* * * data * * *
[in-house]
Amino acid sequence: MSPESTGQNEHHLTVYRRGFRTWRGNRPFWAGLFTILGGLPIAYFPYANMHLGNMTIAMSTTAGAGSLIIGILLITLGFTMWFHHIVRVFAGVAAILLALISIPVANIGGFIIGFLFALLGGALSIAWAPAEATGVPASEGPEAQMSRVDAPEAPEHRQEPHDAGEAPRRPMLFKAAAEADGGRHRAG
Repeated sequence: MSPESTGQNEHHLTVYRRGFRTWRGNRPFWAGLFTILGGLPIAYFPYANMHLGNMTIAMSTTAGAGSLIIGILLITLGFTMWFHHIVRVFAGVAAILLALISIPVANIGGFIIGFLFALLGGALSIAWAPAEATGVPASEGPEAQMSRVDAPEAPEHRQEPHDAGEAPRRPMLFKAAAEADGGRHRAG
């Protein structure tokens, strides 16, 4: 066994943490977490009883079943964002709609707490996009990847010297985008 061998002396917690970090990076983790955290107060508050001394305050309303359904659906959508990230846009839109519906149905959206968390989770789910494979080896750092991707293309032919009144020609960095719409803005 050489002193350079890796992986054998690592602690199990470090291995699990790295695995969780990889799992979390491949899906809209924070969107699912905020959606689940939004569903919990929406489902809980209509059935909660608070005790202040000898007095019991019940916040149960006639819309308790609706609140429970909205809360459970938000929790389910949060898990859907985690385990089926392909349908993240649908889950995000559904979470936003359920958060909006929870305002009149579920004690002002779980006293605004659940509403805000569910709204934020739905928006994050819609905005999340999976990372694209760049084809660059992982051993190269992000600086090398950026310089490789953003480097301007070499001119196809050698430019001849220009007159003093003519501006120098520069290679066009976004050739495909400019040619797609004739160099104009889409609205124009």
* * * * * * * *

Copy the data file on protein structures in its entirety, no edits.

[in-house]
Amino acid sequence: MSPESTGQNEHHLTVYRRGFRTWRGNRPFWAGLFTILGGLPIAYFPYANMHLGNMTIAMSTTAGAGSLIIGILLITLGFTMWFHHIVRVFAGVAAILLALISIPVANIGGFIIGFLFALLGGALSIAWAPAEATGVPASEGPEAQMSRVDAPEAPEHRQEPHDAGEAPRRPMLFKAAAEADGGRHRAG
Repeated sequence: MSPESTGQNEHHLTVYRRGFRTWRGNRPFWAGLFTILGGLPIAYFPYANMHLGNMTIAMSTTAGAGSLIIGILLITLGFTMWFHHIVRVFAGVAAILLALISIPVANIGGFIIGFLFALLGGALSIAWAPAEATGVPASEGPEAQMSRVDAPEAPEHRQEPHDAGEAPRRPMLFKAAAEADGGRHRAG
């Protein structure tokens, strides 16, 4: 066994943490977490009883079943964002709609707490996009990847010297985008 061998002396917690970090990076983790955290107060508050001394305050309303359904659906959508990230846009839109519906149905959206968390989770789910494979080896750092991707293309032919009144020609960095719409803005 050489002193350079890796992986054998690592602690199990470090291995699990790295695995969780990889799992979390491949899906809209924070969107699912905020959606689940939004569903919990929406489902809980209509059935909660608070005790202040000898007095019991019940916040149960006639819309308790609706609140429970909205809360459970938000929790389910949060898990859907985690385990089926392909349908993240649908889950995000559904979470936003359920958060909006929870305002009149579920004690002002779980006293605004659940509403805000569910709204934020739905928006994050819609905005999340999976990372694209760049084809660059992982051993190269992000600086090398950026310089490789953003480097301007070499001119196809050698430019001849220009007159003093003519501006120098520069290679066009976004050739495909400019040619797609004739160099104009889409609205124009």